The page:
Revealed: London’s unhealthiest high streets

London’s unhealthiest high streets: Haringey tops the chart as the worst offender (but the best is just three miles away… in the same borough)

  • West Green Road is named as the unhealthiest high street in the capital
  • While Muswell Hill, just 2.6 miles down the road, has been named the healthiest
  • Experts say more deprived, poorer areas tend to to have unhealthier streets 

London’s unhealthiest high streets have today been named – with one in Haringey being shamed as the worst in the capital.

West Green Road was found to score worst in a league table of the streets with the most betting shops, takeaways, payday lenders, tanning shops and off-licences.

At the other end of the scale of 146 high streets in London, Muswell Hill – also in Haringey just a few miles away – was listed as being the healthiest.

Researchers found poorer areas tended to have more shops encouraging unhealthy living, whereas the opposite is true of richer neighbourhoods.

A report by the Royal Society of Public Health has ranked the most and least healthy high streets across London, with both the best and worst – Muswell Hill and West Green Road – both in the northern borough of Haringey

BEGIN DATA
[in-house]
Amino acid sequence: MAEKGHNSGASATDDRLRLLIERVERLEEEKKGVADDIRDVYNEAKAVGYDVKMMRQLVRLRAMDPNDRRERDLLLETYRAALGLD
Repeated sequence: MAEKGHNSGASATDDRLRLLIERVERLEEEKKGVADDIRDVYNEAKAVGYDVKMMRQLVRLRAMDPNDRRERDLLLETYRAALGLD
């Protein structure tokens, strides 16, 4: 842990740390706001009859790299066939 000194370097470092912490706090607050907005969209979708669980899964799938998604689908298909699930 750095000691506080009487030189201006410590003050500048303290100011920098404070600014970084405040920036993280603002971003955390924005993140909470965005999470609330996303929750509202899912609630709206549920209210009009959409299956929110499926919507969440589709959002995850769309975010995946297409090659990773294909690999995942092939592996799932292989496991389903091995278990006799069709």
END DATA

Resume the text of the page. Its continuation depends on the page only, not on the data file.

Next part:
Roman Road (West) in Tower Hamlets and Thornton Heath in Croydon were also named in the worst three offenders.

South Norwood and New Addington, both in Croydon, placed fifth and sixth, while Angel Edmonton in Enfield ranked fourth.

The rest of the top ten unhealthiest high streets in London were scattered around Brent, Newham and Havering.

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In contrast, Hornchurch in Havering was unearthed to be the second healthiest high street in the capital, followed by Pinner in Harrow.

St John’s Wood in Westminster ranked fourth, pipping Temple Fortune in Barnet and Hampstead in Camden.

Health on the High Street, a report published today by the Royal Society for Public Health, has ranked high streets across London.



The high streets were rated by how many businesses they have which encourage healthy or unhealthy living, to give an overall score.

People living in areas with healthier high streets live longer than those surrounded by unhealthy shops.

The difference in life expectancy between Muswell Hill and West Green Road, for example, is approximately four-and-a-half years, the Evening Standard reported.  

Shirley Cramer CBE, chief executive of the RSPH said: ‘Our rankings illustrate how unhealthy businesses concentrate in areas which already experience higher levels of deprivation, obesity and lower life expectancy. 

‘Local authorities, who are well placed to make changes, are currently operating with one hand tied behind their backs due to ongoing funding cuts, particularly in some of the more deprived areas that feature prominently in these rankings.’

The RSPH’s rankings of towns and cities across the entire UK will be published tonight.

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